Histological responses of host and non-host plants to Hyaloperonospora parasitica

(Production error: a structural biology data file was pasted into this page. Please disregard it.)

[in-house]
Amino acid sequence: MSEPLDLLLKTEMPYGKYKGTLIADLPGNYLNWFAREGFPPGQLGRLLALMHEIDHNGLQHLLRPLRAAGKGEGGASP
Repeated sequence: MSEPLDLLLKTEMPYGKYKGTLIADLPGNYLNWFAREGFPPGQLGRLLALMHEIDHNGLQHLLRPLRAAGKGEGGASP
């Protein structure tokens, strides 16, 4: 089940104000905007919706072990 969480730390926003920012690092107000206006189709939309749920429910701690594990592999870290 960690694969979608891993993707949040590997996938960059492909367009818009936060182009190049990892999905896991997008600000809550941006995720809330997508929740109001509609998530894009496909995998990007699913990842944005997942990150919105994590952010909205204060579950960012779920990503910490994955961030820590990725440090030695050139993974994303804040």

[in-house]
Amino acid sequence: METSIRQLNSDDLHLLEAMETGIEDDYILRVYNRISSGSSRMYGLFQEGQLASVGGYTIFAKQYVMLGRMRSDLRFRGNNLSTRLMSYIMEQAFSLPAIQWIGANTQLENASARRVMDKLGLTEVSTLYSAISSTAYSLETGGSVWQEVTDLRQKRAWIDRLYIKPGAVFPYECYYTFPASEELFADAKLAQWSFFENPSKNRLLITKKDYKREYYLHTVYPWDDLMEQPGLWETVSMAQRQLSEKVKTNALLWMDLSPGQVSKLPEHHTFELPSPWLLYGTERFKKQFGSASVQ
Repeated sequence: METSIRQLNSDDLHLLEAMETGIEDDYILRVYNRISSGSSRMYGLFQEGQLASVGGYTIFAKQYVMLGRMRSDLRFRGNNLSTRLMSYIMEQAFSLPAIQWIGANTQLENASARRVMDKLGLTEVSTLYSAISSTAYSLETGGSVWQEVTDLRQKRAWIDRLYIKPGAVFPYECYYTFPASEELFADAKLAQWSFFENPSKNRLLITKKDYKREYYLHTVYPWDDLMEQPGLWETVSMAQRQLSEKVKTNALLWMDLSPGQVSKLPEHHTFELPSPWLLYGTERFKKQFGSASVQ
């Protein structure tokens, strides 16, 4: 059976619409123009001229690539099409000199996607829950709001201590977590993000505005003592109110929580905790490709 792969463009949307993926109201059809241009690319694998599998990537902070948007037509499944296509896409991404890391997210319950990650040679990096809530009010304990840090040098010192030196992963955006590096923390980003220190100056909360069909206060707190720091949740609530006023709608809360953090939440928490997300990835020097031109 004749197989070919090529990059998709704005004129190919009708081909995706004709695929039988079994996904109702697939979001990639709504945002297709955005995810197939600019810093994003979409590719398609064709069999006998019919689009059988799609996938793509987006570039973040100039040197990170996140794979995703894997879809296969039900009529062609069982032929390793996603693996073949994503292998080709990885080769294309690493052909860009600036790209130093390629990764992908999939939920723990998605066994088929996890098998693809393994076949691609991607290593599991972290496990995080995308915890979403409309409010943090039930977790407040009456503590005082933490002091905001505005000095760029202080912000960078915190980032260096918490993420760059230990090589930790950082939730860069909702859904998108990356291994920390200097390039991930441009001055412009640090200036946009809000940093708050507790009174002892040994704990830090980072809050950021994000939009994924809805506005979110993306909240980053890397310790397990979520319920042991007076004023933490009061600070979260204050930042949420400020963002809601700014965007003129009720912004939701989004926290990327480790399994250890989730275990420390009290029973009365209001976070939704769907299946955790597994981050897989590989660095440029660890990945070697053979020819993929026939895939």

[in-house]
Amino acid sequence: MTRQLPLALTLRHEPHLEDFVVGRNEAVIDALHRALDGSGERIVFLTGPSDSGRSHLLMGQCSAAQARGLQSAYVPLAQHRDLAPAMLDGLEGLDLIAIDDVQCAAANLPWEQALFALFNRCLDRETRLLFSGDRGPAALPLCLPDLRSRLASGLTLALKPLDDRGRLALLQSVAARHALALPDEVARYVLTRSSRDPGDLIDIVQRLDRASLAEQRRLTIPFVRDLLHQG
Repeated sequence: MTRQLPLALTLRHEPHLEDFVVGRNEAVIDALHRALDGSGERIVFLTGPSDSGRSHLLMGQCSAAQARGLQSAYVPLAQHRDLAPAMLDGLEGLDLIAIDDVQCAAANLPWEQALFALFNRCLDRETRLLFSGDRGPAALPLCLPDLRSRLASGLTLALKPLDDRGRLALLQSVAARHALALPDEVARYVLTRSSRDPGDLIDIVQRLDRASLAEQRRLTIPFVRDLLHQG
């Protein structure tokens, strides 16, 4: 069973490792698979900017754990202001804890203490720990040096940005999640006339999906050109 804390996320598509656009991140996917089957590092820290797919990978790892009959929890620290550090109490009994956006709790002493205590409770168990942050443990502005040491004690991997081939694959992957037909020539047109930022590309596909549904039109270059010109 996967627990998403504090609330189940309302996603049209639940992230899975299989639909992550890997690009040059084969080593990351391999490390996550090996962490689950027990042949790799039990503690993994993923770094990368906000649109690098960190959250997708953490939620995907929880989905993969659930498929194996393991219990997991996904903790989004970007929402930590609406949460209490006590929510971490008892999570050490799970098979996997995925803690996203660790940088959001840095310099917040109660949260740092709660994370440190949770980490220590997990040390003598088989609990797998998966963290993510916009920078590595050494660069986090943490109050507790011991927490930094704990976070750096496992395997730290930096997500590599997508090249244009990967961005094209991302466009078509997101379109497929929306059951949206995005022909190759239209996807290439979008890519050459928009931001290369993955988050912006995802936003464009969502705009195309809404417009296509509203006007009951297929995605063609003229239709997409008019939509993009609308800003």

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Differences in Hyaloperonospora parasitica development and plant tissue responses were compared for 10 cruciferous hosts (including both resistant and susceptible genotypes), 3 leguminous and 1 graminaceous non-host species. Cotyledons, or true leaves in the case of Triticum aestivum and Pisum sativum, were studied at 2, 8, 24 h and 3, 5, 7 days post inoculation (dpi). The high levels of zoosporangial germination observed on all species tested, as well as on glass slides, suggested that inhibition of germination did not play a significant role in distinguishing host versus non-host resistance. During the early stages of infection, at spore germination and host penetration, there was no evidence of a clear-cut difference between Brassica host species which displayed a hypersensitive, partially resistant or susceptible reaction compared with non-host species. Haustoria formation was the key infection phase for the establishment of biotrophy. Across all tested species, haustoria were initiated inside the epidermal cells. However, there were significant differences in the frequency and timing of haustorial formation and the final size of haustoria among the tested species at early infection stage. Fully developed haustoria were never observed in Raphanus raphanistrum, Triticum aestivum, Lupinus angustifolius nor Trifolium subterraneum. Instead, the haustorium development appears to abort in the penetrated epidermal cells of these species. Although haustoria were formed in the epidermal and mesophyll cells of Sinapsis alba and Pisum sativum, subsequent hyphal growth and/or continued haustoria formation were rare or few, respectively. Hypersensitive reaction was the key resistance response observed among the host and non-host resistant species tested. It is noteworthy that, in the initial stages of pathogenesis, there was no differentiating point that separated the non-host species from those that were hosts.
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